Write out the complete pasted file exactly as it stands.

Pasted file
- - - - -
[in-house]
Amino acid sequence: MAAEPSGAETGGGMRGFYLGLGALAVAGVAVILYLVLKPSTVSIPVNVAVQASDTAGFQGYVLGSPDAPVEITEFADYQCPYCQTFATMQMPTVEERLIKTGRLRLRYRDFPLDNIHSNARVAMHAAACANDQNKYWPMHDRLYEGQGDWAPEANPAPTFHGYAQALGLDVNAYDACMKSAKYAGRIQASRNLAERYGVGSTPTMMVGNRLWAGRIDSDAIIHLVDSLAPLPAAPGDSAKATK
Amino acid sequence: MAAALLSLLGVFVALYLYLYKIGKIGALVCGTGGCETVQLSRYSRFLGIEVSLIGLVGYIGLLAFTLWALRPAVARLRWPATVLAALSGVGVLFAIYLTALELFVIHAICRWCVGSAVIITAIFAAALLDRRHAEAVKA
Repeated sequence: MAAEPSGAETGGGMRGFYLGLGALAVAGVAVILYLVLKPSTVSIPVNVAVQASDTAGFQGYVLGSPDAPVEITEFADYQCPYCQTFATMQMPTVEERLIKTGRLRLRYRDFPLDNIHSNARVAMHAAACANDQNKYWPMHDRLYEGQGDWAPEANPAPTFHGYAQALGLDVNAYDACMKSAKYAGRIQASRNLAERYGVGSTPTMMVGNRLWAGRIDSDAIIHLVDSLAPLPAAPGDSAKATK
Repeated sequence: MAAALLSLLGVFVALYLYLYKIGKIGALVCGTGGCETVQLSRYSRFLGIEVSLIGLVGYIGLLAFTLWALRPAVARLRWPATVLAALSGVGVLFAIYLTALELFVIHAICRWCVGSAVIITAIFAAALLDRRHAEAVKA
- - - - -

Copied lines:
[in-house]
Amino acid sequence: MAAEPSGAETGGGMRGFYLGLGALAVAGVAVILYLVLKPSTVSIPVNVAVQASDTAGFQGYVLGSPDAPVEITEFADYQCPYCQTFATMQMPTVEERLIKTGRLRLRYRDFPLDNIHSNARVAMHAAACANDQNKYWPMHDRLYEGQGDWAPEANPAPTFHGYAQALGLDVNAYDACMKSAKYAGRIQASRNLAERYGVGSTPTMMVGNRLWAGRIDSDAIIHLVDSLAPLPAAPGDSAKATK
Amino acid sequence: MAAALLSLLGVFVALYLYLYKIGKIGALVCGTGGCETVQLSRYSRFLGIEVSLIGLVGYIGLLAFTLWALRPAVARLRWPATVLAALSGVGVLFAIYLTALELFVIHAICRWCVGSAVIITAIFAAALLDRRHAEAVKA
Repeated sequence: MAAEPSGAETGGGMRGFYLGLGALAVAGVAVILYLVLKPSTVSIPVNVAVQASDTAGFQGYVLGSPDAPVEITEFADYQCPYCQTFATMQMPTVEERLIKTGRLRLRYRDFPLDNIHSNARVAMHAAACANDQNKYWPMHDRLYEGQGDWAPEANPAPTFHGYAQALGLDVNAYDACMKSAKYAGRIQASRNLAERYGVGSTPTMMVGNRLWAGRIDSDAIIHLVDSLAPLPAAPGDSAKATK
Repeated sequence: MAAALLSLLGVFVALYLYLYKIGKIGALVCGTGGCETVQLSRYSRFLGIEVSLIGLVGYIGLLAFTLWALRPAVARLRWPATVLAALSGVGVLFAIYLTALELFVIHAICRWCVGSAVIITAIFAAALLDRRHAEAVKA